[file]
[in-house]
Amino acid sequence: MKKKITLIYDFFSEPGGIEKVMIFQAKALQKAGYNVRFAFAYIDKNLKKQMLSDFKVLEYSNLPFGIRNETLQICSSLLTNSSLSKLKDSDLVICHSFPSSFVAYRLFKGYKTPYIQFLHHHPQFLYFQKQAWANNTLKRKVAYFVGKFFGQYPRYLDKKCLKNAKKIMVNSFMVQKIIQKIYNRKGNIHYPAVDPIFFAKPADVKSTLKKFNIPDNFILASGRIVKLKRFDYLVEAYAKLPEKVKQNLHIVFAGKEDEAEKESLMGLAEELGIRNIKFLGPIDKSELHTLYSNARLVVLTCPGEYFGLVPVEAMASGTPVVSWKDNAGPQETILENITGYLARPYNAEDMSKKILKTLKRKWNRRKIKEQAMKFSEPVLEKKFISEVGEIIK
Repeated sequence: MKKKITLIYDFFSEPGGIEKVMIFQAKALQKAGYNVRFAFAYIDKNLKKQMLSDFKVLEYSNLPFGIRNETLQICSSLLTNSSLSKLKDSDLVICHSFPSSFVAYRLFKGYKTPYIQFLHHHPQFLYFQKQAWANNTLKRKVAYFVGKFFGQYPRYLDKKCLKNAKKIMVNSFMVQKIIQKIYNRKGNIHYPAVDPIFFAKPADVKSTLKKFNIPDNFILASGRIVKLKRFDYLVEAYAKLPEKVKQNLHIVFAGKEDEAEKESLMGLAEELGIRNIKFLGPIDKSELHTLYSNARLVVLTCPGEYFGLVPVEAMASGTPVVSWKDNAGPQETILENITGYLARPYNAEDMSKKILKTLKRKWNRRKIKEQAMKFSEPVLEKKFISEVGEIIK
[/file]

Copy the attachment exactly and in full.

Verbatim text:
[in-house]
Amino acid sequence: MKKKITLIYDFFSEPGGIEKVMIFQAKALQKAGYNVRFAFAYIDKNLKKQMLSDFKVLEYSNLPFGIRNETLQICSSLLTNSSLSKLKDSDLVICHSFPSSFVAYRLFKGYKTPYIQFLHHHPQFLYFQKQAWANNTLKRKVAYFVGKFFGQYPRYLDKKCLKNAKKIMVNSFMVQKIIQKIYNRKGNIHYPAVDPIFFAKPADVKSTLKKFNIPDNFILASGRIVKLKRFDYLVEAYAKLPEKVKQNLHIVFAGKEDEAEKESLMGLAEELGIRNIKFLGPIDKSELHTLYSNARLVVLTCPGEYFGLVPVEAMASGTPVVSWKDNAGPQETILENITGYLARPYNAEDMSKKILKTLKRKWNRRKIKEQAMKFSEPVLEKKFISEVGEIIK
Repeated sequence: MKKKITLIYDFFSEPGGIEKVMIFQAKALQKAGYNVRFAFAYIDKNLKKQMLSDFKVLEYSNLPFGIRNETLQICSSLLTNSSLSKLKDSDLVICHSFPSSFVAYRLFKGYKTPYIQFLHHHPQFLYFQKQAWANNTLKRKVAYFVGKFFGQYPRYLDKKCLKNAKKIMVNSFMVQKIIQKIYNRKGNIHYPAVDPIFFAKPADVKSTLKKFNIPDNFILASGRIVKLKRFDYLVEAYAKLPEKVKQNLHIVFAGKEDEAEKESLMGLAEELGIRNIKFLGPIDKSELHTLYSNARLVVLTCPGEYFGLVPVEAMASGTPVVSWKDNAGPQETILENITGYLARPYNAEDMSKKILKTLKRKWNRRKIKEQAMKFSEPVLEKKFISEVGEIIK